The dream goal of most musicians is to get an illustrious record deal from a major recording label. But what most don't know is that record deals come in a range options and can often be confusing for neophyte artist (and some legends who should know better !!).
In order to forge through the music business, knowing the types of agreements, some legal terms and insider jargon, will certainly be a great asset when the opportunity for that recording contracting is on the table.
Some of the music industry's deals include:
> Master Buyout Deal – This deal is ideal for music labels. In short, the label owns the final completed project, which is called the Master and retains the copyright ownership. The company hires a musician for an agreed upon set fee for providing a contribution to the musical work. The agreement includes buyout options such as the paid artists performing and / or publishing rights plus states the company's copyright ownership to the track as well. It is likely that the company will offer the artist a royalty on the sales.
> There are two types of buyout deals. Most times the artist that is offered this type of deal is signed to the label and work exclusively with the label. As in, Whitney Houston did not own 'I Will Always Love You,' Dolly Parton and SONY Music do, but the late great Nippy receives a percentage of the sales of the song. Moreover, she worked exclusively with Columbia. Yet, the buyout can also be a 'One – off' deal. For example, a songwriter might get paid to write a theme song for a production company. The writer is paid for his service and the show owner owns all the rights to the musical work and can exploit the song freely. In a One – off deal, the hired artist is not exclusive to the label.
> Master Licensing Deal – TV and Film companies use this agreement often. The artist owns a song and gives a range of permissions to a company to exploit a musical work for an agreed upon fee. The permissions can include a rate per usage fee to terms on which mediums the song can be used in. After the term date expires the artist retains all the rights again.
> Pressing & Distribution Deal – The owner of a musical work with contract with a distributor to manufacture and / or distribute such work. The distributor is mainly providing a warehouse for the merchandise, while some distributors use their connections with retailers and e – commerce site to market the merchandise. This is a non – exclusive deal and both parties are typically free to work with third parties.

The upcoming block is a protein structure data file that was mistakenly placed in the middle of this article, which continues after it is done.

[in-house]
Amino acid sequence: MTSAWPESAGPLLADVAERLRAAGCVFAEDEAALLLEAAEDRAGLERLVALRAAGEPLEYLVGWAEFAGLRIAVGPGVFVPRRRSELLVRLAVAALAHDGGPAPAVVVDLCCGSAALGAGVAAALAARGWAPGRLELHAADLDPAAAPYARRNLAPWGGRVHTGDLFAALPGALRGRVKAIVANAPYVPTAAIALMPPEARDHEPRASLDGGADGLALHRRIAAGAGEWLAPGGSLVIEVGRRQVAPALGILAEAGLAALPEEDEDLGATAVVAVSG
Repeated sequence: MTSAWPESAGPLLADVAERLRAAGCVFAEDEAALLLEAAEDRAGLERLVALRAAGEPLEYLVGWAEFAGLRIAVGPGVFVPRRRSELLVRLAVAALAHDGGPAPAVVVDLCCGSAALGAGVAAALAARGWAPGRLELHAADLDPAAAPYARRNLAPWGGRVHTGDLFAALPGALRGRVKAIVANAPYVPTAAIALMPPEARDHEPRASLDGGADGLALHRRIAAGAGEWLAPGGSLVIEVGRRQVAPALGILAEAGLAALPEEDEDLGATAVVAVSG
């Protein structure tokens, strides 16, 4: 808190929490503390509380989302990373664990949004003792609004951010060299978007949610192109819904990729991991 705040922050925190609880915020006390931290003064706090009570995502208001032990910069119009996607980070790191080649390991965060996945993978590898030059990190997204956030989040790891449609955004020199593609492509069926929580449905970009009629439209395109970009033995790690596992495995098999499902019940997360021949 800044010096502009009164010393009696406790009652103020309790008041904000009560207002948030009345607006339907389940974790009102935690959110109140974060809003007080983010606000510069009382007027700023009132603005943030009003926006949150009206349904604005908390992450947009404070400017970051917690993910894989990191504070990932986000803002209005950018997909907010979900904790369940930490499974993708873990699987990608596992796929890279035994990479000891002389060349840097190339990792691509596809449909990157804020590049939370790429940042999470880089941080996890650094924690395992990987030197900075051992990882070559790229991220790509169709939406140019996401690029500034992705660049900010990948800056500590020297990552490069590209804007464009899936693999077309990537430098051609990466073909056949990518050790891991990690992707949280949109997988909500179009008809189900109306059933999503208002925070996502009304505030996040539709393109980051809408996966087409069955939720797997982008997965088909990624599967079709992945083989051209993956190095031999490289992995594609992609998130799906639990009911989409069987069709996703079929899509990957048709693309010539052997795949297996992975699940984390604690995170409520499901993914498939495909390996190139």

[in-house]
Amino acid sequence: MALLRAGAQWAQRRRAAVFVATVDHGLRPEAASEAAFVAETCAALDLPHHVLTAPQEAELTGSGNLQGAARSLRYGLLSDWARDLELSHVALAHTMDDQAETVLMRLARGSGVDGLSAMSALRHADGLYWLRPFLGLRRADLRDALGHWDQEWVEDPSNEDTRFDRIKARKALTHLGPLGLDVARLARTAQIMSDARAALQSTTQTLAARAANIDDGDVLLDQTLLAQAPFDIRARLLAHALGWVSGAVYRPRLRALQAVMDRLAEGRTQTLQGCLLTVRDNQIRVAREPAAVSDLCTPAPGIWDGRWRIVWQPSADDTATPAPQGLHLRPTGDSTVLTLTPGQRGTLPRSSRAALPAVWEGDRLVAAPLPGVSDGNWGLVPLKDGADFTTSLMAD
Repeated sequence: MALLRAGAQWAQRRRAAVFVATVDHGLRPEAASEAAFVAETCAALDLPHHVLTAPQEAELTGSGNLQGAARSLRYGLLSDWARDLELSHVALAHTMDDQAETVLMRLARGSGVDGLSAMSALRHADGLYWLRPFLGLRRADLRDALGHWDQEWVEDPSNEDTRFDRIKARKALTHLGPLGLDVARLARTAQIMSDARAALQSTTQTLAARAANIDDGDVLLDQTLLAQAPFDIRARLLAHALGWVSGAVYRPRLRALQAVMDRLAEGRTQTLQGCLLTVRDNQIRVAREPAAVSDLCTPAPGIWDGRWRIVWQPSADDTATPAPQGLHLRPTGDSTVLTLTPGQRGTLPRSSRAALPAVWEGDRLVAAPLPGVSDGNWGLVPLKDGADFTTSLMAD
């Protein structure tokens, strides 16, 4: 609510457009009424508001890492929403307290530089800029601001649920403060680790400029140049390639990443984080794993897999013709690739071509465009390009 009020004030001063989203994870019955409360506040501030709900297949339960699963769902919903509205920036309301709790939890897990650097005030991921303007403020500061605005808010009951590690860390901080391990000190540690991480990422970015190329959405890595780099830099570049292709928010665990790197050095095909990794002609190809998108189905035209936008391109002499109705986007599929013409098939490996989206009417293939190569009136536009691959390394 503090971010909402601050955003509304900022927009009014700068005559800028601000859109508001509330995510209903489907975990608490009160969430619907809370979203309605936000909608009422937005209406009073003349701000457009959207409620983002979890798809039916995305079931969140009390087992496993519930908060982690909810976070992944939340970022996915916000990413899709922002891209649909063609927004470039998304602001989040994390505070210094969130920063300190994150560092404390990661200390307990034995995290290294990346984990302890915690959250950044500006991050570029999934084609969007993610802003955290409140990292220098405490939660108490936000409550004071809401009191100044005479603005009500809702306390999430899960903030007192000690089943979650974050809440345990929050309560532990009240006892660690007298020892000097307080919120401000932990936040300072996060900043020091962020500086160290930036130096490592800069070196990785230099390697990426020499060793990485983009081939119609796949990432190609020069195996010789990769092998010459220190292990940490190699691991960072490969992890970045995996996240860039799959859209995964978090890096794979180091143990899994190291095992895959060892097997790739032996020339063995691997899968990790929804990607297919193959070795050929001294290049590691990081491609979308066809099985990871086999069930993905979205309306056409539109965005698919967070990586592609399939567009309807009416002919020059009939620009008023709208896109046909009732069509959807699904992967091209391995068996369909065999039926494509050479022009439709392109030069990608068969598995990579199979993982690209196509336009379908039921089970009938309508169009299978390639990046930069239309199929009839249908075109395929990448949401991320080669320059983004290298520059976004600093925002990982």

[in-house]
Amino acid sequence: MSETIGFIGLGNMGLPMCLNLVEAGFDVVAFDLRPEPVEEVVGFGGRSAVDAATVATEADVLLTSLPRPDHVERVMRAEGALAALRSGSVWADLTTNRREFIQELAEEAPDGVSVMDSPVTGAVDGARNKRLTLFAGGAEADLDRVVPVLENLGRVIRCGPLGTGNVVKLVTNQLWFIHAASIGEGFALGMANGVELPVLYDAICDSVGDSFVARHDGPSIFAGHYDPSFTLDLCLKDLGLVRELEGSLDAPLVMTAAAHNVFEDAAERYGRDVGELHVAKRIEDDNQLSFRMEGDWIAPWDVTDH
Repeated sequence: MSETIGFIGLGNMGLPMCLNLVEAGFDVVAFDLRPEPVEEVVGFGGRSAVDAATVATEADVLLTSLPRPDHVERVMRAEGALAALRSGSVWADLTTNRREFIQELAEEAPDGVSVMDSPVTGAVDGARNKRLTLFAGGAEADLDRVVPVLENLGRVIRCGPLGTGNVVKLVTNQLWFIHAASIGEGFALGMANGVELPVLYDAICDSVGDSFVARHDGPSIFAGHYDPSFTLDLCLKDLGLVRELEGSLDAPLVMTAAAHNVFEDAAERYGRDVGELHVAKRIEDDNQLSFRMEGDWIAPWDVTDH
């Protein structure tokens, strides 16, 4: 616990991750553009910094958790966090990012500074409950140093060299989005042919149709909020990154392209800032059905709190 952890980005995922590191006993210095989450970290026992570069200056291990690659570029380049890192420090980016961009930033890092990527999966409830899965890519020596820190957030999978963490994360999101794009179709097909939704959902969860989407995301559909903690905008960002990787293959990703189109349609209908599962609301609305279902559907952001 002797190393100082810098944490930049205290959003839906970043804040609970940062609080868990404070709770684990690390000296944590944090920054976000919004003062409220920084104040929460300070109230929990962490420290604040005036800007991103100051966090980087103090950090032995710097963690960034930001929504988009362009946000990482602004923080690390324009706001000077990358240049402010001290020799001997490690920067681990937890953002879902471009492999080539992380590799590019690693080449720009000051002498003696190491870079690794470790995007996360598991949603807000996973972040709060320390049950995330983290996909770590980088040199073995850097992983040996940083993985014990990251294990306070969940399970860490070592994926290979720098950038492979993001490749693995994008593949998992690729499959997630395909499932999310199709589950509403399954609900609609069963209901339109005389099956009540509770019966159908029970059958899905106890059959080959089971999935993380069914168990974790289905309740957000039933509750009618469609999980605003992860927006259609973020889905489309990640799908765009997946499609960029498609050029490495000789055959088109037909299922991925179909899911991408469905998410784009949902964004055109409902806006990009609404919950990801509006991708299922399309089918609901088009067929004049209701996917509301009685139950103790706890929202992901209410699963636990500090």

> Joint Venture Deal – This is likely the most used agreement for upcoming artist. An artist pays a producer a certain fee for beats and studio time plus all the outstanding costs. The producer normally has access to a studio and owns the tracks until the producer is reimbursed for the tracks. The goal of this deal is to get a recording deal for the artist and / or producer. Who owns the copyright and the split sheet percentages are set between the artist and the producer. Depending on the terms of the agreement the artist may or may not be exclusive to that producer.
> Work For Hire Deal – An entity is composing a musical work and commissions musicians (and anyone contributing to the track really, even the random person in the studio who changed ONE word) to make the composition. The commissioner of the song typically retains the copyrights and may give an artist a portion of performing rights or just retain all the rights to the song. Those hired, from the guitarist to the engineer, are paid for their services rendered and have no ownership in the song. This deal is important for song producer of a song because it is possible that contributors to the track may claim the idea and ownership of the record. Moreover, this is a nonexclusive deal and the musicians can work freely.
> 360 Deal – This is the record company's new favorite standard. The company takes a percentage of an artist record, touring, merchandise and all of artist total sales. In exchange for giving a portion of these sales, the label will promote, market and cross market the artist brand on a larger scale than if the artist worked independently.
Now that you are aware of these different types of deal, be cognizant of the type of agreement that you are negotiating and signing. Additionally, you do not have to take the first deal offered. Be sure to negotiate your terms. Moreover, know what you are talking about and what you want to gain out of the agreement. The music industry preys on new artists ignorance, it's a business, a ruthless one at that, the labels goal is to make money off of artist and their fans, so it is in the artist best interest to understand business of the music business.
#TipOfTheDay – When in contract negotiations READ EVERY LINE YOURSELF. Trust no one to do this for you. NO ONE!